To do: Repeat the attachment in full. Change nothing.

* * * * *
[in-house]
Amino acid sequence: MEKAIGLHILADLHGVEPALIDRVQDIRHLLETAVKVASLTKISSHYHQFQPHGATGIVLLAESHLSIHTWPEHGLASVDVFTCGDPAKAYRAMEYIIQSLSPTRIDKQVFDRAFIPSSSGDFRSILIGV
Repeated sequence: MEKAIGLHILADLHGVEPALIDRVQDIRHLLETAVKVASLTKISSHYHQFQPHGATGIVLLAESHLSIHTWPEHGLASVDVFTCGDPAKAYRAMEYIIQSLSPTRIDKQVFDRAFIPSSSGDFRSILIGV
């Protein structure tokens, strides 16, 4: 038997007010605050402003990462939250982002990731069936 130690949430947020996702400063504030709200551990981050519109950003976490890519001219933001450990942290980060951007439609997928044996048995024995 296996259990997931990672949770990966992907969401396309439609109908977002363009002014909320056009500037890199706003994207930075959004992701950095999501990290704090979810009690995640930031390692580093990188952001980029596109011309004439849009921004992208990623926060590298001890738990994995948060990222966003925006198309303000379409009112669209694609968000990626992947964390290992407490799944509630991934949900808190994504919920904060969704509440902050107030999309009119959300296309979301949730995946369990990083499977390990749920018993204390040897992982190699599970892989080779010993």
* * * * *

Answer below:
[in-house]
Amino acid sequence: MEKAIGLHILADLHGVEPALIDRVQDIRHLLETAVKVASLTKISSHYHQFQPHGATGIVLLAESHLSIHTWPEHGLASVDVFTCGDPAKAYRAMEYIIQSLSPTRIDKQVFDRAFIPSSSGDFRSILIGV
Repeated sequence: MEKAIGLHILADLHGVEPALIDRVQDIRHLLETAVKVASLTKISSHYHQFQPHGATGIVLLAESHLSIHTWPEHGLASVDVFTCGDPAKAYRAMEYIIQSLSPTRIDKQVFDRAFIPSSSGDFRSILIGV
């Protein structure tokens, strides 16, 4: 038997007010605050402003990462939250982002990731069936 130690949430947020996702400063504030709200551990981050519109950003976490890519001219933001450990942290980060951007439609997928044996048995024995 296996259990997931990672949770990966992907969401396309439609109908977002363009002014909320056009500037890199706003994207930075959004992701950095999501990290704090979810009690995640930031390692580093990188952001980029596109011309004439849009921004992208990623926060590298001890738990994995948060990222966003925006198309303000379409009112669209694609968000990626992947964390290992407490799944509630991934949900808190994504919920904060969704509440902050107030999309009119959300296309979301949730995946369990990083499977390990749920018993204390040897992982190699599970892989080779010993």